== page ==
French troops to res­cue af­ter CAR car­nage

Weekend Argus (Saturday Edition) - - WORLD -

BAN­GUI, Cen­tral African Repub­lic: French mil­i­tary re­in­force­ments rum­bled into the CAR yes­ter­day to quell vi­o­lence in the cap­i­tal, a day af­ter Chris­tian fight­ers raided Mus­lim neigh­bour­hoods.

There was no re­peat of the clashes in Ban­gui that left nearly 100 peo­ple dead the day be­fore, said French De­fence Min­is­ter Jean-Yves Le Drian.

France be­gan send­ing re­in­force­ments within hours of the UN vote au­tho­ris­ing its troops to try to sta­bilise the coun­try.

Scores died in Thurs­day’s at­tack, in­clud­ing 48 peo­ple whose bod­ies were laid out at a mosque. Doc­tors With­out Bor­ders said another 50 deaths had been con­firmed.

France has cau­tioned that its aims are lim­ited – to bring a min­i­mum of se­cu­rity to a cap­i­tal where peo­ple now fear to leave their homes, and to sup­port an African-led force.

“You have to en­sure that the van­dals, the ban­dits, the mili­tias know they can’t use the streets of Ban­gui for their bat­tles,” said Le Drian.

Some of those killed on Thurs­day died of bul­let wounds, oth­ers from ma­chete (bal­aka) blows. The Chris­tian mili­tia adopted the moniker “anti-bal­aka” in ref­er­ence to prior at­tacks on Chris­tians.

Rebel leader- turned- pres­i­dent Michel Djo­to­dia ap­pealed for calm, even as his res­i­dence and that of the prime min­is­ter were looted and van­dalised by the fight­ers. He an­nounced a dusk-to-dawn cur­few.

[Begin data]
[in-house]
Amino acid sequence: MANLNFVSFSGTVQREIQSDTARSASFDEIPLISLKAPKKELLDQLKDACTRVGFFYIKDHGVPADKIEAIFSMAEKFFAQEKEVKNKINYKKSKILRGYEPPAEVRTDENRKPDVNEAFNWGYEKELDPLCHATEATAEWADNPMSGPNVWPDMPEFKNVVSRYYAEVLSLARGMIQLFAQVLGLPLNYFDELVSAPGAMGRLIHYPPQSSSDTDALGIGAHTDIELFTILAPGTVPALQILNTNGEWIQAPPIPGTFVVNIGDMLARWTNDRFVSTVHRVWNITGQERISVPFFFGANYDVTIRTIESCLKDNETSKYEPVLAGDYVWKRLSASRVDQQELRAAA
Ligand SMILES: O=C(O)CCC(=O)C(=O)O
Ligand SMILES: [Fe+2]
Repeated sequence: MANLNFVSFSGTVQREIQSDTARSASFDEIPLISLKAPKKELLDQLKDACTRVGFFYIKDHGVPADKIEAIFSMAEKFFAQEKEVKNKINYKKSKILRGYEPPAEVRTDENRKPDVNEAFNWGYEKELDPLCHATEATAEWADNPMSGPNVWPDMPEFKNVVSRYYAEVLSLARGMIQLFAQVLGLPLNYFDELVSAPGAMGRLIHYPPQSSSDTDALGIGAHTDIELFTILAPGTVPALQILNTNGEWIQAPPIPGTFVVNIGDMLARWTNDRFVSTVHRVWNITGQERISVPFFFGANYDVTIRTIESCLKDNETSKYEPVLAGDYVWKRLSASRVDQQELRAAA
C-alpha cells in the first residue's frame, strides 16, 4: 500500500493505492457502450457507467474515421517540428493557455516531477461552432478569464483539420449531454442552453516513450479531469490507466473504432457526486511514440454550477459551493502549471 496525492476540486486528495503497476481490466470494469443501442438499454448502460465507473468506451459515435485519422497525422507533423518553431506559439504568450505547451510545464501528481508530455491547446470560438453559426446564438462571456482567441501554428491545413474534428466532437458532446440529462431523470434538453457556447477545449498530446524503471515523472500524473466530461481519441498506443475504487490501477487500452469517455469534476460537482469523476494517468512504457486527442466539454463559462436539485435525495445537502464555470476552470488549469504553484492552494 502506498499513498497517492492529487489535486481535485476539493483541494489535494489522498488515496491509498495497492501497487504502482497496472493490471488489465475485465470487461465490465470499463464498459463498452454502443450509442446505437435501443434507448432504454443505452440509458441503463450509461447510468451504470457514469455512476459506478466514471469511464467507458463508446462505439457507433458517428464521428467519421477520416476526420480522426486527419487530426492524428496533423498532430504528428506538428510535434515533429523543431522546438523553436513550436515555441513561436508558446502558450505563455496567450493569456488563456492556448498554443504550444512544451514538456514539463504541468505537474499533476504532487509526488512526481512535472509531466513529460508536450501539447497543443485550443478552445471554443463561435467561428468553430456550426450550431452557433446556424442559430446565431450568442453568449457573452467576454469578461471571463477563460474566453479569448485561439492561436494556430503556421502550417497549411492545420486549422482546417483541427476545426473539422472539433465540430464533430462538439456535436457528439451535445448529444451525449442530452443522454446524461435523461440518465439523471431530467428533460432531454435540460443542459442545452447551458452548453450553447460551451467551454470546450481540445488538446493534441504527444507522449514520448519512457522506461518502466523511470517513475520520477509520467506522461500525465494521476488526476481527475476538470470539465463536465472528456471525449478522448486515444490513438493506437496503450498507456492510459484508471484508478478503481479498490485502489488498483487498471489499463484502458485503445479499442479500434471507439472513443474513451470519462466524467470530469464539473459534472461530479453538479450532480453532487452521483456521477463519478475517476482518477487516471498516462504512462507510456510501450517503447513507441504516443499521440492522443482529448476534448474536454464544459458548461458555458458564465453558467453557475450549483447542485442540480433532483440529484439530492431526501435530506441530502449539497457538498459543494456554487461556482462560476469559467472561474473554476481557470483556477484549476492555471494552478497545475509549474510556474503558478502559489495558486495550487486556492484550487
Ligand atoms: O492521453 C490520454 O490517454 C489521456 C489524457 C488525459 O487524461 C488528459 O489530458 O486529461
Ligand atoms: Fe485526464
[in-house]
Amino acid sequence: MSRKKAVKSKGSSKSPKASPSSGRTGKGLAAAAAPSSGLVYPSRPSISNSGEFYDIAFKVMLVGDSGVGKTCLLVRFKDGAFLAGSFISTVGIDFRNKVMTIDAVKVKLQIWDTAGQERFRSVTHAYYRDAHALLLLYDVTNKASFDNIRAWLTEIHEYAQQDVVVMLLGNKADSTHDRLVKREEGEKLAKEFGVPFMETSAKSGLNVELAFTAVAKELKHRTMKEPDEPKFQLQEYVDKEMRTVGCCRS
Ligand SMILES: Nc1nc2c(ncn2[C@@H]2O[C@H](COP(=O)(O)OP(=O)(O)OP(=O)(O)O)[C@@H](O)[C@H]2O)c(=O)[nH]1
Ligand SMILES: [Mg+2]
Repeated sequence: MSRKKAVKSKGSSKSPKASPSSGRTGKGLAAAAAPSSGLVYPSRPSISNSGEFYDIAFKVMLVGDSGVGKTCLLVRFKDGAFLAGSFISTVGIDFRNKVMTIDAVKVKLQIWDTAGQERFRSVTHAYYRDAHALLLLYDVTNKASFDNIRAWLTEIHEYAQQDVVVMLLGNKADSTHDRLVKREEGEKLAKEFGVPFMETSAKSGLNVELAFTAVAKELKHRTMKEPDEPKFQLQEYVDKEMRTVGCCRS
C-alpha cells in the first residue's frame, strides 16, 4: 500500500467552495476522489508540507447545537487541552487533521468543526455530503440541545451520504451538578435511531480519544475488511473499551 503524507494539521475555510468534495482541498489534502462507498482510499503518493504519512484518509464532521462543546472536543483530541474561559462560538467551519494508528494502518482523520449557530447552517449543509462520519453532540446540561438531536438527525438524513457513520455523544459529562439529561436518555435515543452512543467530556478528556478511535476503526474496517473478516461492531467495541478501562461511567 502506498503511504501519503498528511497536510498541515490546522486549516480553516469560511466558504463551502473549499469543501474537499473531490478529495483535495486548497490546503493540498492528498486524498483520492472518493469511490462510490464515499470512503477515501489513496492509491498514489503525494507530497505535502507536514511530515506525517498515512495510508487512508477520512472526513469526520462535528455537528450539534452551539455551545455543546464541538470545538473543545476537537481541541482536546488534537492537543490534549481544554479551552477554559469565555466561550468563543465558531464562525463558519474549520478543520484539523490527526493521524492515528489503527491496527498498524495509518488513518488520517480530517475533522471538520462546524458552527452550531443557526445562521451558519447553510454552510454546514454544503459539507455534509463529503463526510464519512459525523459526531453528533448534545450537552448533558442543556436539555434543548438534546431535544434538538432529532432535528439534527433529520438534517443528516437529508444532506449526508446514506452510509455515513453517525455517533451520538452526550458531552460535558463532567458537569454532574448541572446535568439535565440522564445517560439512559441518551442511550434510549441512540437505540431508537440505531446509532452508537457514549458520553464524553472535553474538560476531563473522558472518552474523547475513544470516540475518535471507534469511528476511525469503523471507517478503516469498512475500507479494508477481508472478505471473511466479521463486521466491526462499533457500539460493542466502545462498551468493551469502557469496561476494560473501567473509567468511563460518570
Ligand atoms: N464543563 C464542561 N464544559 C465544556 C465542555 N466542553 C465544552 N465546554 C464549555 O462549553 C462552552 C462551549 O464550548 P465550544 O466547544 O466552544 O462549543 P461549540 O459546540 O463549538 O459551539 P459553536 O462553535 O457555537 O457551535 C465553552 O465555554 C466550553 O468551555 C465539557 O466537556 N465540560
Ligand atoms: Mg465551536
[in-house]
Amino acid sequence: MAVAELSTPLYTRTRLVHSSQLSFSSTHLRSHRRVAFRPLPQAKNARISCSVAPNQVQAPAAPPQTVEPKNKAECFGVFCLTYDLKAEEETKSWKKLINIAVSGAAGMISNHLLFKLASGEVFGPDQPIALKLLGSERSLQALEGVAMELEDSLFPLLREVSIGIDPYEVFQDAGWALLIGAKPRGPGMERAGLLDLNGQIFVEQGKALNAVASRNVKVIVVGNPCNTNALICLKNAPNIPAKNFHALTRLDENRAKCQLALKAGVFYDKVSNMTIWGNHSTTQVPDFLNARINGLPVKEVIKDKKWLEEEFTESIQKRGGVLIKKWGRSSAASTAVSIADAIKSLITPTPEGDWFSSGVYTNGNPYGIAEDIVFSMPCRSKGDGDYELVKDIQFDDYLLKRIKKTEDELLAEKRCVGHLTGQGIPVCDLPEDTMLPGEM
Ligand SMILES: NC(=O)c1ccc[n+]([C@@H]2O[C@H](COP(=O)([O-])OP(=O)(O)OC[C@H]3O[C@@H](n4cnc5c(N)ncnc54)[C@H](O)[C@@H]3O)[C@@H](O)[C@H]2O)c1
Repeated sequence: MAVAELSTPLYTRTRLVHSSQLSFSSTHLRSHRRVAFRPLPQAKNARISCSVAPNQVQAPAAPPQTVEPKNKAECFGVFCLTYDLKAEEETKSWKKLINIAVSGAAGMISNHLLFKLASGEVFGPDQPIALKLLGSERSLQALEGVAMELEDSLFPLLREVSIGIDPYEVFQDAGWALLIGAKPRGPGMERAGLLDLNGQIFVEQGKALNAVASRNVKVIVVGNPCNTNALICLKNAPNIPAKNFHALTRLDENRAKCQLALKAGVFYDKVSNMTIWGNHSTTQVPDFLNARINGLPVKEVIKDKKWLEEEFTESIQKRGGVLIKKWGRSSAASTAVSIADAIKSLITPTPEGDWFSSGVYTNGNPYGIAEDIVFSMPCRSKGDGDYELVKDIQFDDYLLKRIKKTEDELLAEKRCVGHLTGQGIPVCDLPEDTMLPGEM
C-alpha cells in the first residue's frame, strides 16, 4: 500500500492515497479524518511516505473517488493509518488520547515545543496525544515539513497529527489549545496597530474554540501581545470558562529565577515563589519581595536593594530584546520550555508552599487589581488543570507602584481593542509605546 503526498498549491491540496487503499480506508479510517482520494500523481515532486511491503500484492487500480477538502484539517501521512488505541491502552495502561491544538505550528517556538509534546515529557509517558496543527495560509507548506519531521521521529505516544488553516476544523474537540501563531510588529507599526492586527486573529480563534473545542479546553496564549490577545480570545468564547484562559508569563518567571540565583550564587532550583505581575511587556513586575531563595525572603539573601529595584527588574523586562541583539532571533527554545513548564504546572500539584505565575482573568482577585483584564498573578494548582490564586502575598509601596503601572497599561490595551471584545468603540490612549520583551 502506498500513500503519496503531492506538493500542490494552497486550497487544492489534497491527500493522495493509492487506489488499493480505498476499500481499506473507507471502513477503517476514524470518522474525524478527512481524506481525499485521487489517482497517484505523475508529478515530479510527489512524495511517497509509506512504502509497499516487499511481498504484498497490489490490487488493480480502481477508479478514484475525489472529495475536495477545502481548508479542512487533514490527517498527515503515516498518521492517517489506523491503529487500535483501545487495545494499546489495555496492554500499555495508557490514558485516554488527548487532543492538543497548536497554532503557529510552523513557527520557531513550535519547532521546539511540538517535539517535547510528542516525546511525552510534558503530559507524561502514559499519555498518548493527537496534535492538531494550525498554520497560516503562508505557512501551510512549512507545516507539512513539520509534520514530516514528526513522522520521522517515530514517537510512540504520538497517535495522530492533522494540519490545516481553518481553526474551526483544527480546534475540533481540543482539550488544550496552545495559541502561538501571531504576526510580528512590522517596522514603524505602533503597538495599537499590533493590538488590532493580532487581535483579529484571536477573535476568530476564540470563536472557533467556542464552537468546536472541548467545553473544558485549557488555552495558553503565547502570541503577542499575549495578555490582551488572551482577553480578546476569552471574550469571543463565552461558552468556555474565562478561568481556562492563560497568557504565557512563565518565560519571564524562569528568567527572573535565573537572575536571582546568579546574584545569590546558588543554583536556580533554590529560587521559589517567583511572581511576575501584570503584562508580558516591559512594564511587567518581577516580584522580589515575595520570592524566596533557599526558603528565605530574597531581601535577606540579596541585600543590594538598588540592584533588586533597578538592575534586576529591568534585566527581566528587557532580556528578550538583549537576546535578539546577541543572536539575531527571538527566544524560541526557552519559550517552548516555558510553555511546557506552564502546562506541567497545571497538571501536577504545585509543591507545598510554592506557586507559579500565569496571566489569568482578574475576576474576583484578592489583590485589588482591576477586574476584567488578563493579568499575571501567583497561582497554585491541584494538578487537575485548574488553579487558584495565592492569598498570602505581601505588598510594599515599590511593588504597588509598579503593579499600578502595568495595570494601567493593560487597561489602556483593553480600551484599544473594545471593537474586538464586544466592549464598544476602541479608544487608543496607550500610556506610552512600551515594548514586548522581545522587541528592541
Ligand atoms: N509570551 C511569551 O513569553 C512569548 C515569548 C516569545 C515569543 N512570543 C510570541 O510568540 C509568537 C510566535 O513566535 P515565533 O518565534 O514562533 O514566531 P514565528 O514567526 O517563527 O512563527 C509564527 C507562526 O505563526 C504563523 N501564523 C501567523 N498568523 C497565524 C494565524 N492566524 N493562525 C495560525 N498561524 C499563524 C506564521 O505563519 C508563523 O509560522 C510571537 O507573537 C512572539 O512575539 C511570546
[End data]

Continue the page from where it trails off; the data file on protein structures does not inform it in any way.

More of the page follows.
“This morn­ing the en­e­mies of Cen­tral African Repub­lic wanted to desta­bilise the coun­try but they have failed,” Djo­to­dia an­nounced.

France al­ready has hun­dreds of sol­diers in Ban­gui, and mil­i­tary ve­hi­cles pa­trolled the streets.

Le Drian said a he­li­copter de­tach­ment was ar­riv­ing, along with more troops.

Djo­to­dia, the cur­rent ruler, who is Mus­lim, man­aged to unify sev­eral rebel groups in the mostly Mus­lim north, where re­sent­ment of the fed­eral gov­ern­ment and a sense of dis­en­fran­chise­ment has been rife for years. Once the Seleka rebels were un­leashed upon the cap­i­tal, he wielded very lit­tle con­trol over the mix of bush fight­ers, child sol­diers and for­eign mer­ce­nar­ies he had re­cruited along the way.

Be­fore long, hu­man rights groups were doc­u­ment­ing cases of Seleka rebels go­ing door to door with ma­chetes, blud­geon­ing their vic­tims and burn­ing down scores of homes.

Sup­port­ers of the ousted pres­i­dent be­gan ris­ing up in op­po­si­tion to the law­less and ruth­less rebels, form­ing self­de­fence mili­tias. Thurs­day’s at­tack demon­strates that th­ese fight­ers are more than vengeance- seek­ing civil­ians with hunt­ing ri­fles. – Sapa-AP

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